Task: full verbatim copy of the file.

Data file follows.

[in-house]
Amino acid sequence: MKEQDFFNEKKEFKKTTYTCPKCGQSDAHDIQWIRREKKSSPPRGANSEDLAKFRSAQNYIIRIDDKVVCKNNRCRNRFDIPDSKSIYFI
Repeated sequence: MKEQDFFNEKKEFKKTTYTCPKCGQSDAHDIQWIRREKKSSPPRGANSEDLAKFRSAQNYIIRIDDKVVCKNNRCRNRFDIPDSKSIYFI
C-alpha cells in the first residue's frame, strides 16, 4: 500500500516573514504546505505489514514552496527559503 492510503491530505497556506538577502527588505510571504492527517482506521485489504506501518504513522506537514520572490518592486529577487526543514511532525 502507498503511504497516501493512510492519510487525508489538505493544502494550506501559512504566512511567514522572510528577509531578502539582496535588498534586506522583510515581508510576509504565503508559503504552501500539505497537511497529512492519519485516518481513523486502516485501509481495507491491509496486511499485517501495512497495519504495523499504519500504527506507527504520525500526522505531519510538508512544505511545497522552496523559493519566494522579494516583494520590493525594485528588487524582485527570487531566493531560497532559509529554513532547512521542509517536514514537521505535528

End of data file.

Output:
[in-house]
Amino acid sequence: MKEQDFFNEKKEFKKTTYTCPKCGQSDAHDIQWIRREKKSSPPRGANSEDLAKFRSAQNYIIRIDDKVVCKNNRCRNRFDIPDSKSIYFI
Repeated sequence: MKEQDFFNEKKEFKKTTYTCPKCGQSDAHDIQWIRREKKSSPPRGANSEDLAKFRSAQNYIIRIDDKVVCKNNRCRNRFDIPDSKSIYFI
C-alpha cells in the first residue's frame, strides 16, 4: 500500500516573514504546505505489514514552496527559503 492510503491530505497556506538577502527588505510571504492527517482506521485489504506501518504513522506537514520572490518592486529577487526543514511532525 502507498503511504497516501493512510492519510487525508489538505493544502494550506501559512504566512511567514522572510528577509531578502539582496535588498534586506522583510515581508510576509504565503508559503504552501500539505497537511497529512492519519485516518481513523486502516485501509481495507491491509496486511499485517501495512497495519504495523499504519500504527506507527504520525500526522505531519510538508512544505511545497522552496523559493519566494522579494516583494520590493525594485528588487524582485527570487531566493531560497532559509529554513532547512521542509517536514514537521505535528